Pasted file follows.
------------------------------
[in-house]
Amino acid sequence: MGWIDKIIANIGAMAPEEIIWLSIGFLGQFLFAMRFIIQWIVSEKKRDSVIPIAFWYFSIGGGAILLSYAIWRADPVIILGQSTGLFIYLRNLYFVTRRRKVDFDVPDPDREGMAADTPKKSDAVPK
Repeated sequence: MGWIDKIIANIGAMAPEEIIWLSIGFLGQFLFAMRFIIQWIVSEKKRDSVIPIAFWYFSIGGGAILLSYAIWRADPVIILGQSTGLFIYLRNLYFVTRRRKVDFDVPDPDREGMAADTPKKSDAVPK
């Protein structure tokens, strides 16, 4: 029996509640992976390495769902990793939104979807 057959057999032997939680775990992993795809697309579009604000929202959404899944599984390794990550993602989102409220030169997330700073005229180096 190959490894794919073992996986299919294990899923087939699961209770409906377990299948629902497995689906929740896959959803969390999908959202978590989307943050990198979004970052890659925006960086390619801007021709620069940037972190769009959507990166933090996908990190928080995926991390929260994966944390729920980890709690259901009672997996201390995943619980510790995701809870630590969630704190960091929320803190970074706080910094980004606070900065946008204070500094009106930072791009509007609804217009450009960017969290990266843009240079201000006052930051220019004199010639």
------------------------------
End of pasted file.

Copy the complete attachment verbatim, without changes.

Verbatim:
[in-house]
Amino acid sequence: MGWIDKIIANIGAMAPEEIIWLSIGFLGQFLFAMRFIIQWIVSEKKRDSVIPIAFWYFSIGGGAILLSYAIWRADPVIILGQSTGLFIYLRNLYFVTRRRKVDFDVPDPDREGMAADTPKKSDAVPK
Repeated sequence: MGWIDKIIANIGAMAPEEIIWLSIGFLGQFLFAMRFIIQWIVSEKKRDSVIPIAFWYFSIGGGAILLSYAIWRADPVIILGQSTGLFIYLRNLYFVTRRRKVDFDVPDPDREGMAADTPKKSDAVPK
């Protein structure tokens, strides 16, 4: 029996509640992976390495769902990793939104979807 057959057999032997939680775990992993795809697309579009604000929202959404899944599984390794990550993602989102409220030169997330700073005229180096 190959490894794919073992996986299919294990899923087939699961209770409906377990299948629902497995689906929740896959959803969390999908959202978590989307943050990198979004970052890659925006960086390619801007021709620069940037972190769009959507990166933090996908990190928080995926991390929260994966944390729920980890709690259901009672997996201390995943619980510790995701809870630590969630704190960091929320803190970074706080910094980004606070900065946008204070500094009106930072791009509007609804217009450009960017969290990266843009240079201000006052930051220019004199010639």